For decades, sci-fi writers have fallen all over themselves decrying a
future where human beings have gone cybernetics-crazy, modifiying
themselves beyond recognition into half-machine creatures that interface
directly with the overly networked world around them (Warren Ellis' Mek and Charles Stross' Accelerando being but two more recent examples). Personally, I think they way undershot the more terrifying possibilities.
A brain-computer interface has been seen as the Holy Grail of cybernetic design for pretty much forever (if the idea makes it into an almost 25-year-old Clint Eastwood movie, it's pretty much old hat). Now that somebody has gone and built a crude working neuralink, we can start getting into the reality of it.
And that reality is: ubiquitous broadband wireless + working machine-mind interfaces + no constitutional guarantee of privacy = thought police.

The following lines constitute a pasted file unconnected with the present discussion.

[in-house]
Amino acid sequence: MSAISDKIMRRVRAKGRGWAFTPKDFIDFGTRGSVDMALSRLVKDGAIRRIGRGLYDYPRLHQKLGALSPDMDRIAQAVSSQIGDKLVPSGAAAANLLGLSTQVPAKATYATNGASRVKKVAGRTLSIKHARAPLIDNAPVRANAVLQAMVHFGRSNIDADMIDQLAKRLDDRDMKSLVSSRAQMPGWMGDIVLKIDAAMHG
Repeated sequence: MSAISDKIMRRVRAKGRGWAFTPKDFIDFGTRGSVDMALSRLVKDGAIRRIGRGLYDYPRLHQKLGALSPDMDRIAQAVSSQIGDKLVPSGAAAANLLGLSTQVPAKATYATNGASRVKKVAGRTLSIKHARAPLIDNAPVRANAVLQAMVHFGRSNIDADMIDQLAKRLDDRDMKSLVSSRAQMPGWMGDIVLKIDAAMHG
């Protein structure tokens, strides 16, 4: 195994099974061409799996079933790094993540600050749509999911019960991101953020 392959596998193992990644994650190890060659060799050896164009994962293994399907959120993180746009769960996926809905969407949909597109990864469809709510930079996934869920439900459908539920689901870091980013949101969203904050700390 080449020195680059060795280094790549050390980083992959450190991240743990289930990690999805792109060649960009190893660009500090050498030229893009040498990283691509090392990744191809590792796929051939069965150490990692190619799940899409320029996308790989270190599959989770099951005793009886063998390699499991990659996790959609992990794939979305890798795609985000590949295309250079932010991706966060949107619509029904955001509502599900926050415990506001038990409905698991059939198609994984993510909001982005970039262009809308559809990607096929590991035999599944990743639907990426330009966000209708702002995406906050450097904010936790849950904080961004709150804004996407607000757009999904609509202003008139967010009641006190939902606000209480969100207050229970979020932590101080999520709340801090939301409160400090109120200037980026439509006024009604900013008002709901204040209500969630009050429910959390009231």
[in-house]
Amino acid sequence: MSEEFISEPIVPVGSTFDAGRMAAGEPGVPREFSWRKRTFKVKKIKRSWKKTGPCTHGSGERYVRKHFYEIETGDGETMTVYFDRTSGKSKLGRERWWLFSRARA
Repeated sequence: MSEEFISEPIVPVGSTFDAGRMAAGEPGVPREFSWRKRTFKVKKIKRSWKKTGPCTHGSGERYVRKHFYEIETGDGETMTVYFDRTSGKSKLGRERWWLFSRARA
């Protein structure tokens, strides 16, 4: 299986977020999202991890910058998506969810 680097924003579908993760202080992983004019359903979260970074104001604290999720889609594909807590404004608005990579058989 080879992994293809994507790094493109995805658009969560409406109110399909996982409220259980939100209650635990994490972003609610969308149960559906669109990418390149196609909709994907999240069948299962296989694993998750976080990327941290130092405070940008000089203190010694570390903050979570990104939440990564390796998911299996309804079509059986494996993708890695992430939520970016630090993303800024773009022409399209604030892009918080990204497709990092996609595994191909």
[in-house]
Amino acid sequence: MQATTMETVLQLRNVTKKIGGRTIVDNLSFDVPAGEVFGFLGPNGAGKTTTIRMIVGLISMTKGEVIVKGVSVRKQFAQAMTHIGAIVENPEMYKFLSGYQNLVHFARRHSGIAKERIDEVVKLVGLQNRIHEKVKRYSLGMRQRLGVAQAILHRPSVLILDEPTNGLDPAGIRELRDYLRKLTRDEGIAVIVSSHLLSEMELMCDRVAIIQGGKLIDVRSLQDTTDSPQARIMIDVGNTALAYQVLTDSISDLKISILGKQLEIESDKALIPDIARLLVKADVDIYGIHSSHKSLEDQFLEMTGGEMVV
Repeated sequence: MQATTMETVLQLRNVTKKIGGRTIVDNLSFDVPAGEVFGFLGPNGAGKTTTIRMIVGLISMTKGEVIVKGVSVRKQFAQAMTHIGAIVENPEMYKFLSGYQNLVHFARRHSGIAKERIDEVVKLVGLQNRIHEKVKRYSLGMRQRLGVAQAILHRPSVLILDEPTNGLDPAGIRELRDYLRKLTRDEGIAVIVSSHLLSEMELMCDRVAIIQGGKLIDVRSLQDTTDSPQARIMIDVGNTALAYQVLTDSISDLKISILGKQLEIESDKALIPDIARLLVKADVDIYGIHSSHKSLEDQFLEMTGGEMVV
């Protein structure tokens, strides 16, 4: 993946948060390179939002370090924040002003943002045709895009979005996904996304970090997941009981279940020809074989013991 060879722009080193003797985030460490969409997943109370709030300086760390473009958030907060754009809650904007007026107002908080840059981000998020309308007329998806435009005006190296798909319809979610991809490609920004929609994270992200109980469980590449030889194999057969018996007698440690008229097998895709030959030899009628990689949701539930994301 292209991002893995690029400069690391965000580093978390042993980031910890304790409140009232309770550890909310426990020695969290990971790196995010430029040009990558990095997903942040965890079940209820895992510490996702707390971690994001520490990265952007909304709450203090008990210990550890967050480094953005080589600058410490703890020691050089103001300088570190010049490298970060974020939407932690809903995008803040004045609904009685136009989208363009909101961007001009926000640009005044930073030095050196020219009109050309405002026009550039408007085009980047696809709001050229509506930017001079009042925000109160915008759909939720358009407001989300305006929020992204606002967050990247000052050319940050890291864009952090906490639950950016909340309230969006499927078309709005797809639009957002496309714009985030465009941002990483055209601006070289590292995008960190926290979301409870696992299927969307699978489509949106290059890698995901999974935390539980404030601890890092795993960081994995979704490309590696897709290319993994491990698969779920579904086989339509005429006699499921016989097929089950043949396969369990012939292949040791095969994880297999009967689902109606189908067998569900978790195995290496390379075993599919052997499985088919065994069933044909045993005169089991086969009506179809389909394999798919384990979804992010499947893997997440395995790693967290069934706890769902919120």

Imagine a law enforcement agency getting a warrant to wiretap your thoughts. We may be a century off from that, but it's way more plausible than most people are comfortable thinking about.
Worse, we'll probably ask for the technology, because from certain
programming/design standpoints, it's far simpler to teach a machine how
to interpret explicit neural impulses than it is to teach a machine to
recognize the polyglot mess we call human speech. That, and nobody will
want to have to speak their private commands out loud, sully themselves
with dirty physical interfaces (especially in public), or undergo
surgical implantation of wireless uplinks. The answer will be always-on
wireless thought connections, which means an Internet that can read
your mind at a moment's notice. Your notice, or someone else's.
Something to think (and tremble) about.
Jay Garmon has a vast and terrifying knowledge of all things obscure, obtuse, and irrelevant. One day, he hopes to write science fiction, but for now he'll settle for something stranger — amusing and abusing IT pros. Read his full profile. You can also follow him on his personal blog.